“Any Tamil person reaching out to the diaspora is now at risk. Such unwarranted and undemocratic actions by the Sri Lankan government, come of no surprise to our organisation, and are in line with government of Sri Lanka's abhorrent response to the UNHRC resolution on promoting accountability and reconciliation in Sri Lanka,”

“The proscription of our organisation, that has never condoned violence nor breached any international laws, defies all international norms. It is one of many continued attempts by the Sri Lankan government to silence the Tamil people on the island,”

Speaking to Tamil Guardian early this morning, Dr Raj T. Rajeswaran, the Chairman of the Australian Tamil Congress (ATC) described the Sri Lankan government's actions as "a knee jerk reaction to the recently passed UNHRC resolution on Sri Lanka."

"After having silenced all the voices that stood up for democratic governance in Sri Lanka, the government is now trying to intimidate democratic civil society organisations outside Sri Lanka who lobbied in their respective countries to garner support for the recent UNHRC resolution," said Dr Rajeswaran.

"They think they can gag democratic organisations such as ATC from lobbying politicians and eminent persons in Australia to bring an end to what has happened and what is happening to the minorities there."

"The Sri Lankan government's abuse of the United Nations Security Council Resolution 1373 to ban civil society organisations such as the ATC is in a desperate attempt to discredit anyone who is seeking an open, transparent and independent international investigation into war crimes and crimes against humanity, and a just and equitable solution to the long standing grievances of Tamil people in Sri Lanka."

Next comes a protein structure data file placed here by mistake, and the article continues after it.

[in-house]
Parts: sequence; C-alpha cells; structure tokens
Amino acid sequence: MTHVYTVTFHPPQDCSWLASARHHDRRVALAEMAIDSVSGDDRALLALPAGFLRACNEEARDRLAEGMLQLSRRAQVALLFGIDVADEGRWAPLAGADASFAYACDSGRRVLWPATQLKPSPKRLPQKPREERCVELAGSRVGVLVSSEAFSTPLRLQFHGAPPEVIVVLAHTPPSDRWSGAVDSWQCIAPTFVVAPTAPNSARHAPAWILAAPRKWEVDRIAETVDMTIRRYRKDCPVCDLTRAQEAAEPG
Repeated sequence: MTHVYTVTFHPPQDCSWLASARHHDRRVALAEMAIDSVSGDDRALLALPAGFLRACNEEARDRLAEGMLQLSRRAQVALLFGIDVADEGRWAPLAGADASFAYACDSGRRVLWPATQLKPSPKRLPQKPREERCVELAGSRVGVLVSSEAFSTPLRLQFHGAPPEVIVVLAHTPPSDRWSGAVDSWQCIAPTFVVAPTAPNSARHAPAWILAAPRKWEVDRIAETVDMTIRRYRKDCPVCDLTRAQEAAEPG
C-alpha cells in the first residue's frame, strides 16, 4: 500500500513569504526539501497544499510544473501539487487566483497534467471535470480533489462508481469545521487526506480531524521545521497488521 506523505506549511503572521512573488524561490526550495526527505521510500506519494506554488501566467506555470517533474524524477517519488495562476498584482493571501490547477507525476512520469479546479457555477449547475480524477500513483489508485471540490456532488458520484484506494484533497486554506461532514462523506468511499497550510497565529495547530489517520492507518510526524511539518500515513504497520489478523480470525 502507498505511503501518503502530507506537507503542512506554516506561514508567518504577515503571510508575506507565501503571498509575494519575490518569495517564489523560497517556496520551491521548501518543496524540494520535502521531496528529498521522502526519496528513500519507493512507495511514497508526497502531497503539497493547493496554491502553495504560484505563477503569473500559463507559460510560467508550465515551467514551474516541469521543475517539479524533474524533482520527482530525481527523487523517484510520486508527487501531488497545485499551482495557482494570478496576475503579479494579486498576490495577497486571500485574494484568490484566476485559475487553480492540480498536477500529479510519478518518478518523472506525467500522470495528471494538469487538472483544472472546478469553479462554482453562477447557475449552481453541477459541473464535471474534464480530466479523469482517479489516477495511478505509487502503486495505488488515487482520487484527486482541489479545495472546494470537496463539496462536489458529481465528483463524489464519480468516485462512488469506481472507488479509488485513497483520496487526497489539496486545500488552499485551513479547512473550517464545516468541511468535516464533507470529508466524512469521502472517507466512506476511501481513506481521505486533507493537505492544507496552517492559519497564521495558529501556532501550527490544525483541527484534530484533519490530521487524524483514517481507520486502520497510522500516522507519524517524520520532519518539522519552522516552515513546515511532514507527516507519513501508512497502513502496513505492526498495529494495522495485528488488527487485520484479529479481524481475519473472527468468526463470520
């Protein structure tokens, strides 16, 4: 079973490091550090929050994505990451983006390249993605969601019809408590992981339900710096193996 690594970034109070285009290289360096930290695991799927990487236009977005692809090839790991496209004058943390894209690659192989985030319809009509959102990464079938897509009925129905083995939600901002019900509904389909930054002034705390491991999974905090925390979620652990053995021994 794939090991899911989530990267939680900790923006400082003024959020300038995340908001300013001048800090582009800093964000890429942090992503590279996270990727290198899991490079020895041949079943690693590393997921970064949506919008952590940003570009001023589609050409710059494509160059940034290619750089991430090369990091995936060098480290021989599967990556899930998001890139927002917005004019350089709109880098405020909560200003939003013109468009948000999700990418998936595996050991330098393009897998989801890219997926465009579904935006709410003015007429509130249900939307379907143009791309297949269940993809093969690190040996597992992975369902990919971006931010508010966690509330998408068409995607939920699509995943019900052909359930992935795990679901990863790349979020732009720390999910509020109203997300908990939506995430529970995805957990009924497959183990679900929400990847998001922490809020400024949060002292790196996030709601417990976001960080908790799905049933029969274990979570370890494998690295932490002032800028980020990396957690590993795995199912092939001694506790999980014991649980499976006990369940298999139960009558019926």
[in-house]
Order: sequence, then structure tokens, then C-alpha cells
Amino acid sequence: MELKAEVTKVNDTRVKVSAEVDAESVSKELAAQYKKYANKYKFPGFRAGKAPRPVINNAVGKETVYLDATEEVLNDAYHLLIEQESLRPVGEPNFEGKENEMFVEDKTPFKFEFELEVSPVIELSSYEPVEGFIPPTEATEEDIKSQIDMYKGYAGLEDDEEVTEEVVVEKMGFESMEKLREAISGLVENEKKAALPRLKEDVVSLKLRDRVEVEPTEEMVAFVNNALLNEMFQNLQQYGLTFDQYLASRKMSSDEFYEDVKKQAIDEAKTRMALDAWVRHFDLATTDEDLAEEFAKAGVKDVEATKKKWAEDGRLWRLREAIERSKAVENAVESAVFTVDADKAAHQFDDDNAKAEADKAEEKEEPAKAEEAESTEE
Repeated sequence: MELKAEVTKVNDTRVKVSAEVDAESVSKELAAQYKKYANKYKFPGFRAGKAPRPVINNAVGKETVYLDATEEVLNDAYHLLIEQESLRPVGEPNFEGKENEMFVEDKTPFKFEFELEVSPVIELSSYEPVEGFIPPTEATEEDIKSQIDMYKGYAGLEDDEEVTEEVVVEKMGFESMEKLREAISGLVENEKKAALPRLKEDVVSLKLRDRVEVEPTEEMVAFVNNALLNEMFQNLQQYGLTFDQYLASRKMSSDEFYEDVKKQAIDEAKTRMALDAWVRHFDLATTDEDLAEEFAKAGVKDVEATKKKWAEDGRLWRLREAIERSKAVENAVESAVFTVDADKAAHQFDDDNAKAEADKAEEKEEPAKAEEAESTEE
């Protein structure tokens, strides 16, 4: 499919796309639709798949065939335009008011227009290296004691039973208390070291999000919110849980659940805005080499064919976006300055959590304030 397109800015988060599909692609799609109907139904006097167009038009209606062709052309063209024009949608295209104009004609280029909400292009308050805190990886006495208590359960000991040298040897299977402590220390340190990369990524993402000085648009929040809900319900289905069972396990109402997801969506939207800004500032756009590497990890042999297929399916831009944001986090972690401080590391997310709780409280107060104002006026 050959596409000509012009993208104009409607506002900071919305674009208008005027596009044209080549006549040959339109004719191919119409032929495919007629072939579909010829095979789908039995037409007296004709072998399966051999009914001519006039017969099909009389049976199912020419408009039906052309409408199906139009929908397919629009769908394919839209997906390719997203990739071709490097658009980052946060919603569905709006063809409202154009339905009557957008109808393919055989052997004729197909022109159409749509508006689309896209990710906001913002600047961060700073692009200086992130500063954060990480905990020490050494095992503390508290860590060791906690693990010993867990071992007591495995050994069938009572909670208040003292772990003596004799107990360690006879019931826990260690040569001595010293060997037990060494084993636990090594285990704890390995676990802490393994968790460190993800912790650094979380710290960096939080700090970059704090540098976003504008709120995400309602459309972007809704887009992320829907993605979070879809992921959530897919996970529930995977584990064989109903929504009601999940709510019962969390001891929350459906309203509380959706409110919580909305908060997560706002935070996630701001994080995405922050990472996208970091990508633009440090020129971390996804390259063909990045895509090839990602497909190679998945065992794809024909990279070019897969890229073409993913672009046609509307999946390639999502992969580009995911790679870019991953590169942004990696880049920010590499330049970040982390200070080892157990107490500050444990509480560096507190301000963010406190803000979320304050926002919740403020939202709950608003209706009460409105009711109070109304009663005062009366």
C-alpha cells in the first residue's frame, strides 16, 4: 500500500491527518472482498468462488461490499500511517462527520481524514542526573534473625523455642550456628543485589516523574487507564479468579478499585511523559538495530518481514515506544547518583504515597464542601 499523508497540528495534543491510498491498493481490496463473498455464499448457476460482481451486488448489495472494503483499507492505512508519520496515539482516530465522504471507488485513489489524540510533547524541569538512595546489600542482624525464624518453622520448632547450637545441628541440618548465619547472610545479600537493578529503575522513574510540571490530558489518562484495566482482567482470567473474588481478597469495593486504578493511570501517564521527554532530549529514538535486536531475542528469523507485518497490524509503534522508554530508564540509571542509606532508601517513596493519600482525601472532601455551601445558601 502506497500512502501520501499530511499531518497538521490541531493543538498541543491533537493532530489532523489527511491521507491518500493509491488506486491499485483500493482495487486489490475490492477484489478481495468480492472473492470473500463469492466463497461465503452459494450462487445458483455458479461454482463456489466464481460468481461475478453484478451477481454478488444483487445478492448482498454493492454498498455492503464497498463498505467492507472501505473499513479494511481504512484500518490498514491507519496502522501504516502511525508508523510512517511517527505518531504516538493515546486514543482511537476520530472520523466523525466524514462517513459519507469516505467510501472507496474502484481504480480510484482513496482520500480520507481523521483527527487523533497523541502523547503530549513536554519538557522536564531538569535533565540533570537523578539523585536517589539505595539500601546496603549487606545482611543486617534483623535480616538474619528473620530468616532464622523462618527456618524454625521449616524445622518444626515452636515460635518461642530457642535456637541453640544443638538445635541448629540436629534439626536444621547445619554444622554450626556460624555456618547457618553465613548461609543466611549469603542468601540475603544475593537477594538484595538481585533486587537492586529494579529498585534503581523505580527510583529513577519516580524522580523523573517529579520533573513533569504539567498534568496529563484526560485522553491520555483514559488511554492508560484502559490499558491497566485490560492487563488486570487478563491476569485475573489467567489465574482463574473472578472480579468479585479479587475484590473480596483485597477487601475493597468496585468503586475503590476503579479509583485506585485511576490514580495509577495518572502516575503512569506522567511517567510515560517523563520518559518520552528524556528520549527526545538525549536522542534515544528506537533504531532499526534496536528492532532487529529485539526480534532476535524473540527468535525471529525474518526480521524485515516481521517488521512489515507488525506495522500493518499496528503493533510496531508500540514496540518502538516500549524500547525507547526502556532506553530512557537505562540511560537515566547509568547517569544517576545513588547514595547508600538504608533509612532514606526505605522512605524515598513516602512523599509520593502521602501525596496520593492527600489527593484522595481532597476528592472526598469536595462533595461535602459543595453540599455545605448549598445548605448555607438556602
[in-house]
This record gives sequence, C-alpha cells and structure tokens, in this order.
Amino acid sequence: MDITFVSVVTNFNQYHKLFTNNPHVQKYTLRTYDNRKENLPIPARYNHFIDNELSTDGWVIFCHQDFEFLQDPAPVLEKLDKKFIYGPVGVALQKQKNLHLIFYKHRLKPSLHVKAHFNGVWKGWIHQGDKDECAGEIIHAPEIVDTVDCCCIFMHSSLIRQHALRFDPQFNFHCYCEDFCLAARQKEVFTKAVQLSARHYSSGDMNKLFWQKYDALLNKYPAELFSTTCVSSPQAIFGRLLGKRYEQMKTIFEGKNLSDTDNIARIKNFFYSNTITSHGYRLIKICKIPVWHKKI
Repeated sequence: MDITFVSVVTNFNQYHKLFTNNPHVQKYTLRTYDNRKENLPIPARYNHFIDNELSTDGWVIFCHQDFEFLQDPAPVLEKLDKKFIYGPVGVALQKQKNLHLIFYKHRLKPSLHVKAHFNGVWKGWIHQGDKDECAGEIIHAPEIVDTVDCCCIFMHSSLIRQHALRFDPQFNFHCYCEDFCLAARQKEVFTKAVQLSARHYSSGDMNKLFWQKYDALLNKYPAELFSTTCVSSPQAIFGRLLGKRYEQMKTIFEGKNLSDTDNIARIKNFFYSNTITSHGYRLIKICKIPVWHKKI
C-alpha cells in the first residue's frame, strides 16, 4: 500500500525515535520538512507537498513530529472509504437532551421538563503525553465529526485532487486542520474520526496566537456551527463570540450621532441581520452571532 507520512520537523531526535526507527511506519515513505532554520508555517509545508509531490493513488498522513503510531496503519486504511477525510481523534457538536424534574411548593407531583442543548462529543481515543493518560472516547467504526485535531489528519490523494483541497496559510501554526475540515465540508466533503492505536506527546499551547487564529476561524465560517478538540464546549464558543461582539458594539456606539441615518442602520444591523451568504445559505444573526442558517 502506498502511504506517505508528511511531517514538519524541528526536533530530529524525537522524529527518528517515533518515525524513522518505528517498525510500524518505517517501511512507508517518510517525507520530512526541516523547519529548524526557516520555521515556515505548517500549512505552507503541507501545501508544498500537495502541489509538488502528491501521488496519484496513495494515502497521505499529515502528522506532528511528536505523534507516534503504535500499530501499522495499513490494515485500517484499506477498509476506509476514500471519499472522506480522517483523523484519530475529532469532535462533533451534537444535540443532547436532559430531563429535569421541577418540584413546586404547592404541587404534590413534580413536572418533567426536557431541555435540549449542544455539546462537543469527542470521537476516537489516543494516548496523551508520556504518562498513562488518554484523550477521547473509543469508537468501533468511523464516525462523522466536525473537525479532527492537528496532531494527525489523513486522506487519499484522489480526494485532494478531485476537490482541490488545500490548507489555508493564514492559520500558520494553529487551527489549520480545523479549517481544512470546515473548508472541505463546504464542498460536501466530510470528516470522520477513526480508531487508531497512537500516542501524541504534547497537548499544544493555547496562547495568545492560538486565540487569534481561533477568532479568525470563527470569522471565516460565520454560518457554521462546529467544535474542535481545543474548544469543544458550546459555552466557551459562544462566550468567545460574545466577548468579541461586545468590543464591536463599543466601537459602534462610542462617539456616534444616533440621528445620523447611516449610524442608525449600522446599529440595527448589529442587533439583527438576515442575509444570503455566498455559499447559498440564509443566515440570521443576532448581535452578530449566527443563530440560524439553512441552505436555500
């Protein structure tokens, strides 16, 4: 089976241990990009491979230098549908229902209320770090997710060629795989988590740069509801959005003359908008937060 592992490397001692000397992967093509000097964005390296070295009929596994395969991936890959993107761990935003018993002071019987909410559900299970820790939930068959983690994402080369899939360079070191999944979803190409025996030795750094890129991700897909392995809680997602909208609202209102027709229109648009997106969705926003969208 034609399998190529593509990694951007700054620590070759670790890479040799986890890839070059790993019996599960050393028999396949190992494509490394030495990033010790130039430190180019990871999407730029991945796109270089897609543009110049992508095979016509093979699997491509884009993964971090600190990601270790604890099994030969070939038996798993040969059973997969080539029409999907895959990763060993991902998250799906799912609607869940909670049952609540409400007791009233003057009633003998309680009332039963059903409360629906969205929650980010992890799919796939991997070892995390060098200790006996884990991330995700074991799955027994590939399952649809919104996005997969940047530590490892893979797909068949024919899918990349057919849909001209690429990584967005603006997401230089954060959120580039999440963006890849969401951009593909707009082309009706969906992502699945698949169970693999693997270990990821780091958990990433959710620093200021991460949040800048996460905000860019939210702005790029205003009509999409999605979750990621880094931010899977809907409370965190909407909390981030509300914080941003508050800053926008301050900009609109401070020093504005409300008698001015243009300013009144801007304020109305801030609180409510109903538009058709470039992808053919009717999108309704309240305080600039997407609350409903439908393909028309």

The Chair of the Tamil Coordinating Committee UK (TCC UK), Kandiah Rajamanoharan, said to Tamil Guardian that it was no coincidence that Sri Lanka's proscription of the diaspora comes amidst heightened repression and widespread arrests of Tamils in the North-East by the Sri Lankan military.

"The government, even now, has an underlying fear that the Tamil diaspora has not given up on the dream of Tamil Eelam, and has not stopped working towards it. Meanwhile, the state is equally aware that any action taken by those Tamils in the homeland towards Tamil freedom, will be supported and assisted by the diaspora.”

"After the end of the armed conflict, people in the homeland have little political space to act, they remain in a state of deprivation, and are kept by the state in a position where they are unable to conduct even day to day affairs normally. Therefore, the government believes that any act of resistance, however small, even a little protest, must have been funded and supported by the diaspora. Hence they are trying to repress those in the diaspora."

Reflecting on the divisions and differences between all the organisations, Mr. Rajamanoharan said,

"At the end of the day, the Sri Lankan government views any Tamil diaspora political activity as something criminal against the state. Ultimately, it doesn't matter what differences we have between all the groups, when they [Sri Lankan state] attack us they attack us simply because we are Tamils. They do not care about which organisation is which, the fact that we are Tamil is the only incentive they need.”